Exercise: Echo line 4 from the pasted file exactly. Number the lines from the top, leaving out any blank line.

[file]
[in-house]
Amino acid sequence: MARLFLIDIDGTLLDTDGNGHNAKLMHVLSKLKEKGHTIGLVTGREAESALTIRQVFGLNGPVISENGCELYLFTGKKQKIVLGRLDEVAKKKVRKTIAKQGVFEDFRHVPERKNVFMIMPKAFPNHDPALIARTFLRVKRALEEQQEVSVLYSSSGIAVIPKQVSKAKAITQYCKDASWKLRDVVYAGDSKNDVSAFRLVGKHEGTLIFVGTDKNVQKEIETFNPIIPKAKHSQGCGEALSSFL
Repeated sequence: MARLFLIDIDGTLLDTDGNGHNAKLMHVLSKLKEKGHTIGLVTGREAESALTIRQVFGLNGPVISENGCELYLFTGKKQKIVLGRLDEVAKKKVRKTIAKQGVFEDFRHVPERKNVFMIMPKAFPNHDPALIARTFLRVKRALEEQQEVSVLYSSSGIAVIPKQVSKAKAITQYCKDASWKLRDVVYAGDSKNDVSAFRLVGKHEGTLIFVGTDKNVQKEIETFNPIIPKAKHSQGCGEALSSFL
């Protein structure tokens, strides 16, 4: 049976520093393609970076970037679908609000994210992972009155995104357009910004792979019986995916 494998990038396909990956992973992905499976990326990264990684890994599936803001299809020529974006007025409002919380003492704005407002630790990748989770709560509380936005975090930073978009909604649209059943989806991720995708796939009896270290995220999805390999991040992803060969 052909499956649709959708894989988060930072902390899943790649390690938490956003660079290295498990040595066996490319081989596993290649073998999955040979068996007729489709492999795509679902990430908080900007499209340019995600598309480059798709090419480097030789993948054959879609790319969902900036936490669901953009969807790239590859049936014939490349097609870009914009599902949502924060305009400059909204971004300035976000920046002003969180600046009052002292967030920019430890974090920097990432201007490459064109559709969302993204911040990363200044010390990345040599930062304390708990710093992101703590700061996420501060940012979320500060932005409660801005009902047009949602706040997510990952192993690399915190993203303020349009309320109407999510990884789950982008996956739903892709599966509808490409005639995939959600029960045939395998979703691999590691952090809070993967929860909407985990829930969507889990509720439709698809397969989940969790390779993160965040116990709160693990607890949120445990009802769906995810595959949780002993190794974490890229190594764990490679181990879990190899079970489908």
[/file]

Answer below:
């Protein structure tokens, strides 16, 4: 049976520093393609970076970037679908609000994210992972009155995104357009910004792979019986995916 494998990038396909990956992973992905499976990326990264990684890994599936803001299809020529974006007025409002919380003492704005407002630790990748989770709560509380936005975090930073978009909604649209059943989806991720995708796939009896270290995220999805390999991040992803060969 052909499956649709959708894989988060930072902390899943790649390690938490956003660079290295498990040595066996490319081989596993290649073998999955040979068996007729489709492999795509679902990430908080900007499209340019995600598309480059798709090419480097030789993948054959879609790319969902900036936490669901953009969807790239590859049936014939490349097609870009914009599902949502924060305009400059909204971004300035976000920046002003969180600046009052002292967030920019430890974090920097990432201007490459064109559709969302993204911040990363200044010390990345040599930062304390708990710093992101703590700061996420501060940012979320500060932005409660801005009902047009949602706040997510990952192993690399915190993203303020349009309320109407999510990884789950982008996956739903892709599966509808490409005639995939959600029960045939395998979703691999590691952090809070993967929860909407985990829930969507889990509720439709698809397969989940969790390779993160965040116990709160693990607890949120445990009802769906995810595959949780002993190794974490890229190594764990490679181990879990190899079970489908």